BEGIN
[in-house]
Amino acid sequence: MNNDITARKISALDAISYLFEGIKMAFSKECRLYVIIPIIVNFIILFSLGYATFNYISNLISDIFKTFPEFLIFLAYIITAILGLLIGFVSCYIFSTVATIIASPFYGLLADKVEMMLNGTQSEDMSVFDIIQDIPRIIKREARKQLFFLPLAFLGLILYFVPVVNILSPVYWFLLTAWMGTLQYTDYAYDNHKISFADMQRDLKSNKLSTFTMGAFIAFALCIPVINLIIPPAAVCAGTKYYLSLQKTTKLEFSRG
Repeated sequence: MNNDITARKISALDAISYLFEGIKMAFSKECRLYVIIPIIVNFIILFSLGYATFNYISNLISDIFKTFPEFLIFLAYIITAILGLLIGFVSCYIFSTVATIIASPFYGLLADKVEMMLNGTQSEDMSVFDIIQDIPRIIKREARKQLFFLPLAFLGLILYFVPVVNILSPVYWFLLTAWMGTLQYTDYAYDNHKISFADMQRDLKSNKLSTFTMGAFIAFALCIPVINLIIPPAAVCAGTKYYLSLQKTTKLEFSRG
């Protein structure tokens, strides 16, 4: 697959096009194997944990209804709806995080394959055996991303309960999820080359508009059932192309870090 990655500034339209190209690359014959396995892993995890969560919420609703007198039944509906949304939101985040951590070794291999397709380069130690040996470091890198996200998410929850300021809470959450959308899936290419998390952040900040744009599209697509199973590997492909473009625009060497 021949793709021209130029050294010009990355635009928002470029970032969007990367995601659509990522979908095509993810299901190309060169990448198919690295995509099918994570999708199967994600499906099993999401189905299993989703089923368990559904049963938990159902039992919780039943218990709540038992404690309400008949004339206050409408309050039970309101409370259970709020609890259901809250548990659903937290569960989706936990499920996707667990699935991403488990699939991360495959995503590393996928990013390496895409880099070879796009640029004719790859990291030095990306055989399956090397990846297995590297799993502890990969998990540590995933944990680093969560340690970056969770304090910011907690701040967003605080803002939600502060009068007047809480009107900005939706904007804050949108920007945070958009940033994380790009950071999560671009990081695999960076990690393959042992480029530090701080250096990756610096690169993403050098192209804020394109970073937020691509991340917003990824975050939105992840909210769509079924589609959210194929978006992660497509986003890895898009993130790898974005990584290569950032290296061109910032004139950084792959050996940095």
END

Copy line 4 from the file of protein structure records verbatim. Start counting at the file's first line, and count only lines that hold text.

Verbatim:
């Protein structure tokens, strides 16, 4: 697959096009194997944990209804709806995080394959055996991303309960999820080359508009059932192309870090 990655500034339209190209690359014959396995892993995890969560919420609703007198039944509906949304939101985040951590070794291999397709380069130690040996470091890198996200998410929850300021809470959450959308899936290419998390952040900040744009599209697509199973590997492909473009625009060497 021949793709021209130029050294010009990355635009928002470029970032969007990367995601659509990522979908095509993810299901190309060169990448198919690295995509099918994570999708199967994600499906099993999401189905299993989703089923368990559904049963938990159902039992919780039943218990709540038992404690309400008949004339206050409408309050039970309101409370259970709020609890259901809250548990659903937290569960989706936990499920996707667990699935991403488990699939991360495959995503590393996928990013390496895409880099070879796009640029004719790859990291030095990306055989399956090397990846297995590297799993502890990969998990540590995933944990680093969560340690970056969770304090910011907690701040967003605080803002939600502060009068007047809480009107900005939706904007804050949108920007945070958009940033994380790009950071999560671009990081695999960076990690393959042992480029530090701080250096990756610096690169993403050098192209804020394109970073937020691509991340917003990824975050939105992840909210769509079924589609959210194929978006992660497509986003890895898009993130790898974005990584290569950032290296061109910032004139950084792959050996940095």